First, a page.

Years ago, a successful friend of mine was telling me stories about his early Wall Street interviews with a big-name investing house. One stood out to me. The question:
If you had to invest $1,000,000 for a client, and your had only two choices, which would you choose? (A) “Invest” the whole $1,000,000 on red or black at the roulette wheel. (B) “Invest” on red or black $1000 at a time, one thousand times.
My friend said he knew the right answer, to that question and most of the others. I believe he was offered this particular job, but declined it in lieu of better offers elsewhere. Anyhow, he asked what my answer would be.
I said (B). If single zero roulette, the client can expect to lose on 1/37 (about 2.7%); if double zero, 2/38 or about 5.3%. My friend said, sorry, wrong answer. If you lose money for a high-net-worth client, even 2.7%, they are likely to be disappointed and take their business elsewhere. If you double their money, a roughly 50/50 proposition, you will have an ecstatic client who will stick their $2,000,000 with you for years. If you lose their whole $1,000,000 they will be disappointed and walk away, but “them’s the breaks.”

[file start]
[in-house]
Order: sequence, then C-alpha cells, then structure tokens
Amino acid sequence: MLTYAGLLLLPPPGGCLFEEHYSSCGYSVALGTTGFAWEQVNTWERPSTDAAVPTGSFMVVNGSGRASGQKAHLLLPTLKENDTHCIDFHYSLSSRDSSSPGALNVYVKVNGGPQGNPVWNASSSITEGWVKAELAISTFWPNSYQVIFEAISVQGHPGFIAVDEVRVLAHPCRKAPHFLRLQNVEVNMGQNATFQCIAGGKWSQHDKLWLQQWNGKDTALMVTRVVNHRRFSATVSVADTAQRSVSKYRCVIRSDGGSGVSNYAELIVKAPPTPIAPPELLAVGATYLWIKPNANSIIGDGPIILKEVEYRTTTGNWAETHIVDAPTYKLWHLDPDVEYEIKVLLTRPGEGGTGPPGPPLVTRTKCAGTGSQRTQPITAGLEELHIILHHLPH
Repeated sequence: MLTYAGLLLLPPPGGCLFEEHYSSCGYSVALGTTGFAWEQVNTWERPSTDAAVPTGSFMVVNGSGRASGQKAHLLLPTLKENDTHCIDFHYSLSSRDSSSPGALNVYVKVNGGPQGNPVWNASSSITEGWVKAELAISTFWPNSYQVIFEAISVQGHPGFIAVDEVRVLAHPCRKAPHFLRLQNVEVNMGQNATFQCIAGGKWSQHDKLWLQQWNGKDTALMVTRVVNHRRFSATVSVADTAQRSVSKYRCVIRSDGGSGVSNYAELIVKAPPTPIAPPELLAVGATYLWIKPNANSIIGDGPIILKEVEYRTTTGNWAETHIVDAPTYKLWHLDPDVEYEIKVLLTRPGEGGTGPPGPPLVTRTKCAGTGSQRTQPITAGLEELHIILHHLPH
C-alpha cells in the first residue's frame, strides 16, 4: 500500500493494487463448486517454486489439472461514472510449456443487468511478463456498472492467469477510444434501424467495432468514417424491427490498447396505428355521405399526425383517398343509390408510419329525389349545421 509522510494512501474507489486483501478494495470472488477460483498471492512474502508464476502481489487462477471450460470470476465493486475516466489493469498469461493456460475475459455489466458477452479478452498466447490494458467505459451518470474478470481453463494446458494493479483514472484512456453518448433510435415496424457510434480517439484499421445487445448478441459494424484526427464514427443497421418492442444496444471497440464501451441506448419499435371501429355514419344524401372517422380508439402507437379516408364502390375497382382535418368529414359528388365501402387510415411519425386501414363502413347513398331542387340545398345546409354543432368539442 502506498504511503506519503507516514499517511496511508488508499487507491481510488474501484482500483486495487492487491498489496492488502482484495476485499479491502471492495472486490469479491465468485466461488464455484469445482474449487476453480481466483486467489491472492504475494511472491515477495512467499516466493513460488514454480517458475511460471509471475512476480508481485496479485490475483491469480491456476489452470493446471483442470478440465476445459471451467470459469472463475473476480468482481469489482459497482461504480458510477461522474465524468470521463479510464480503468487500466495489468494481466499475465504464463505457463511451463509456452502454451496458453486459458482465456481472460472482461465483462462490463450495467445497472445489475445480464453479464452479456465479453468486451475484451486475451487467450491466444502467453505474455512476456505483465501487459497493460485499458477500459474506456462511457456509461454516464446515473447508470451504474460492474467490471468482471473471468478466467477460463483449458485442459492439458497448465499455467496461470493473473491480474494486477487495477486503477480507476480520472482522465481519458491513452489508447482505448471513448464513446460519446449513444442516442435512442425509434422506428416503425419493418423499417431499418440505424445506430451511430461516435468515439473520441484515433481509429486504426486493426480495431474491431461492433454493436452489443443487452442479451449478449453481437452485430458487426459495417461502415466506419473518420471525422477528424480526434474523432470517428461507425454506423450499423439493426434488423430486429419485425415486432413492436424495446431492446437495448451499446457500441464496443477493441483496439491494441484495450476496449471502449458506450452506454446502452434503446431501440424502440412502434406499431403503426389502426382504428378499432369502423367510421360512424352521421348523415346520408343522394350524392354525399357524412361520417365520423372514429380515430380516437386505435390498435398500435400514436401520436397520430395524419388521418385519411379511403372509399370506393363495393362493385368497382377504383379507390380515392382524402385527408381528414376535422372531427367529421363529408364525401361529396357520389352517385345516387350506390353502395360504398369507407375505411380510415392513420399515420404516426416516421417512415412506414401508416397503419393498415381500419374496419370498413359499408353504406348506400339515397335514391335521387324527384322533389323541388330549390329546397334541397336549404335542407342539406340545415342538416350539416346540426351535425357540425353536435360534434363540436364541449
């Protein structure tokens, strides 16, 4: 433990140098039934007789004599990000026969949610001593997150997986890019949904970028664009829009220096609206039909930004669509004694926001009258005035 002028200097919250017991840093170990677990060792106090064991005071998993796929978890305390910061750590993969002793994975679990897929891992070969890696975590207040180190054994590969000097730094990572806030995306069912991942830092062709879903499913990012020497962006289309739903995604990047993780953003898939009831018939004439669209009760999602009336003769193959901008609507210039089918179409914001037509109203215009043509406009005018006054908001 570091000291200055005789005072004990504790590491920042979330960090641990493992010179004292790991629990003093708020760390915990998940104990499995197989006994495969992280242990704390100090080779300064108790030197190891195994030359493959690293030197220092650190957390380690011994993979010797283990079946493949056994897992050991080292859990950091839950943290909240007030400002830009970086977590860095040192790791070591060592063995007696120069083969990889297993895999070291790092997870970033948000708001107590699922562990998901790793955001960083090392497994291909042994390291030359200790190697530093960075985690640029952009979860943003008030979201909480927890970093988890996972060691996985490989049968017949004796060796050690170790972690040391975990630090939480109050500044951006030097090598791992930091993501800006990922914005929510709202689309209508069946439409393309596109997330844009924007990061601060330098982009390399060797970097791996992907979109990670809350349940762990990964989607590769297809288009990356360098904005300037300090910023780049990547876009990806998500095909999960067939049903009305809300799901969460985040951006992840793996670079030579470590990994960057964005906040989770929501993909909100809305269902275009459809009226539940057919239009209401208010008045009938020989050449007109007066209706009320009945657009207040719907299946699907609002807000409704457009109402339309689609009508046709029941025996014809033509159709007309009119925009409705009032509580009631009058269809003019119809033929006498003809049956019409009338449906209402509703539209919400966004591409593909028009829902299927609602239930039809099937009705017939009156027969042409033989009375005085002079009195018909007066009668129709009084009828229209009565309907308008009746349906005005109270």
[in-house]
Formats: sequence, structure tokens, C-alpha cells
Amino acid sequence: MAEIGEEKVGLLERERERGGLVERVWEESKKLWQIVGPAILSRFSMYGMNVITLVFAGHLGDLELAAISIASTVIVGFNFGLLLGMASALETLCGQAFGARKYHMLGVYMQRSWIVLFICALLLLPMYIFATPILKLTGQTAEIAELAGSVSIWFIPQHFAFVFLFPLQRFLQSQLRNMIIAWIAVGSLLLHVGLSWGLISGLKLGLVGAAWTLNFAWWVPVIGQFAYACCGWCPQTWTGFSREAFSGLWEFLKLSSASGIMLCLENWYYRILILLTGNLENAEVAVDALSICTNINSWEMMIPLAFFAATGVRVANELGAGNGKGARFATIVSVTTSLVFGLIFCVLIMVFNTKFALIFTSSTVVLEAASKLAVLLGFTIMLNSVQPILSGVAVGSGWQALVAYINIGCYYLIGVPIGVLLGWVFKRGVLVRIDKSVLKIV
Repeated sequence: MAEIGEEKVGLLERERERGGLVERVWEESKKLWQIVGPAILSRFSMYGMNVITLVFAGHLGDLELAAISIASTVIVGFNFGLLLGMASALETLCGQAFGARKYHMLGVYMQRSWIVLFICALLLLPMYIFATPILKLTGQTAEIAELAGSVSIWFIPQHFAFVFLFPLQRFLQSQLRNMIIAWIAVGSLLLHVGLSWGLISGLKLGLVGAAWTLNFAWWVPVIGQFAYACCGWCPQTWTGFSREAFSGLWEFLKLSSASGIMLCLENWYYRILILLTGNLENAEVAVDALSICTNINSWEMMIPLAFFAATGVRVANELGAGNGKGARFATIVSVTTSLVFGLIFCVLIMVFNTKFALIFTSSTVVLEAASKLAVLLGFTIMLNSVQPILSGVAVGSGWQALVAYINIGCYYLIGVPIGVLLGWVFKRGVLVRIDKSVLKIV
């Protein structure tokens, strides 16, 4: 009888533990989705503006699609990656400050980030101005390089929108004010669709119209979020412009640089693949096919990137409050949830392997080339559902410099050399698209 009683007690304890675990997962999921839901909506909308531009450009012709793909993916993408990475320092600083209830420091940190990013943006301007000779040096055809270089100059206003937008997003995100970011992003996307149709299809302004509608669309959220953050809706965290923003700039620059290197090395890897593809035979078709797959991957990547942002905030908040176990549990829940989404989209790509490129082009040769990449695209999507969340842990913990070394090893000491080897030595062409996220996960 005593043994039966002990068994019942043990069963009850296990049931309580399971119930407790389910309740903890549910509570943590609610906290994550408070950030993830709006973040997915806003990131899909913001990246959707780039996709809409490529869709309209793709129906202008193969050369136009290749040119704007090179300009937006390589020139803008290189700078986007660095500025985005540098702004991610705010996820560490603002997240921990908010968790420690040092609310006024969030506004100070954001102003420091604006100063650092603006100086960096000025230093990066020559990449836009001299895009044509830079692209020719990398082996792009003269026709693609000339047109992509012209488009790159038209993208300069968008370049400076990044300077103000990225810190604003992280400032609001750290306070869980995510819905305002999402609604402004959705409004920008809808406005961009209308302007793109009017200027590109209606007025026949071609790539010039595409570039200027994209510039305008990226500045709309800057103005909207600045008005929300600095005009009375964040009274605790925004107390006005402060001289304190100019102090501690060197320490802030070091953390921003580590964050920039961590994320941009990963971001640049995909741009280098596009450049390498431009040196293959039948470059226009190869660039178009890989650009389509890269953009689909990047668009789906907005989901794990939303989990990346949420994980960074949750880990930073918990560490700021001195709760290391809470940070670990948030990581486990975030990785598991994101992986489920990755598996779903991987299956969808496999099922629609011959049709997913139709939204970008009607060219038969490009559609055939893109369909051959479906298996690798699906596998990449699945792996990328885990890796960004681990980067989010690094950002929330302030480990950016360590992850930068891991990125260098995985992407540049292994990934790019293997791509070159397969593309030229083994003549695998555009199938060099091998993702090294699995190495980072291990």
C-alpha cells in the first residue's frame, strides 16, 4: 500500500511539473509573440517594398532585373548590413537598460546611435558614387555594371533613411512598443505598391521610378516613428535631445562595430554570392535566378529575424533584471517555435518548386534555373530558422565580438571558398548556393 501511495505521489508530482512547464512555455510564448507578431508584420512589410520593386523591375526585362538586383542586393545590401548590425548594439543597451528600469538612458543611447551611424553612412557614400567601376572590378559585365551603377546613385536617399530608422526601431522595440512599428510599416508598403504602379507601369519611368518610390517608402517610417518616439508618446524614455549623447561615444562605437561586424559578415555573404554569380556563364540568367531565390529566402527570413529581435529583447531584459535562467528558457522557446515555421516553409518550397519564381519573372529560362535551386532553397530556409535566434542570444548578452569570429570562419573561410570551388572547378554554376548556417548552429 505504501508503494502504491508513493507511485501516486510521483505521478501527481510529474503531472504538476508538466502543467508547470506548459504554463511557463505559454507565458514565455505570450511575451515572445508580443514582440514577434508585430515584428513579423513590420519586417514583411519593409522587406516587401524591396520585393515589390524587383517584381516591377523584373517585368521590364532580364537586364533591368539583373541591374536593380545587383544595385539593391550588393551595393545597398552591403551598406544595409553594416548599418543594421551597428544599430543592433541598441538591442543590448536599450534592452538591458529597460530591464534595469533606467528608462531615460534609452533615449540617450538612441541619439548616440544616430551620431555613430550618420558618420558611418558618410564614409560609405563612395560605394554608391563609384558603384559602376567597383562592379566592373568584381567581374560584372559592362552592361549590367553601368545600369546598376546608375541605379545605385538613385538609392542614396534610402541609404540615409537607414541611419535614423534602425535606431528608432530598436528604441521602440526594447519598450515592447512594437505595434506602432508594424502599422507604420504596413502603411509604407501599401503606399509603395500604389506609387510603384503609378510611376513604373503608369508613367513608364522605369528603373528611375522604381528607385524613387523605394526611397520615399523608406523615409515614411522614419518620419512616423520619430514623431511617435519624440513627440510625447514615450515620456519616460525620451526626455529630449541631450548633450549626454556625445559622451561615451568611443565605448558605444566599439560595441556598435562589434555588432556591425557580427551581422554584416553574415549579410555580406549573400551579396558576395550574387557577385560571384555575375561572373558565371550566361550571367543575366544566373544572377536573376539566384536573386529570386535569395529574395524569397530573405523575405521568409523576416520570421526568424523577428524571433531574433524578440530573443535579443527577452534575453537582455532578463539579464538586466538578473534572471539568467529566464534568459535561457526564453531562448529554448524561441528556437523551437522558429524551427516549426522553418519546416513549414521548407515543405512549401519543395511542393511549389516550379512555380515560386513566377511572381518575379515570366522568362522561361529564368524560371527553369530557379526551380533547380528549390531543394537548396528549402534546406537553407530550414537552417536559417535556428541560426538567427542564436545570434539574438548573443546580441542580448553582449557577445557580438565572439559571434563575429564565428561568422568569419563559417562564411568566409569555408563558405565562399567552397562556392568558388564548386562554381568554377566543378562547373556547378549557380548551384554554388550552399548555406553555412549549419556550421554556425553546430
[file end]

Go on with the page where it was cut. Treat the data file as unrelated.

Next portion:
This story resonates with me to this day. This is an absurd question from a financial standpoint, but it is a powerful question on ethics. The business rationale behind answer (A) is valid. However, I chose to work for a company where the correct answer is (B).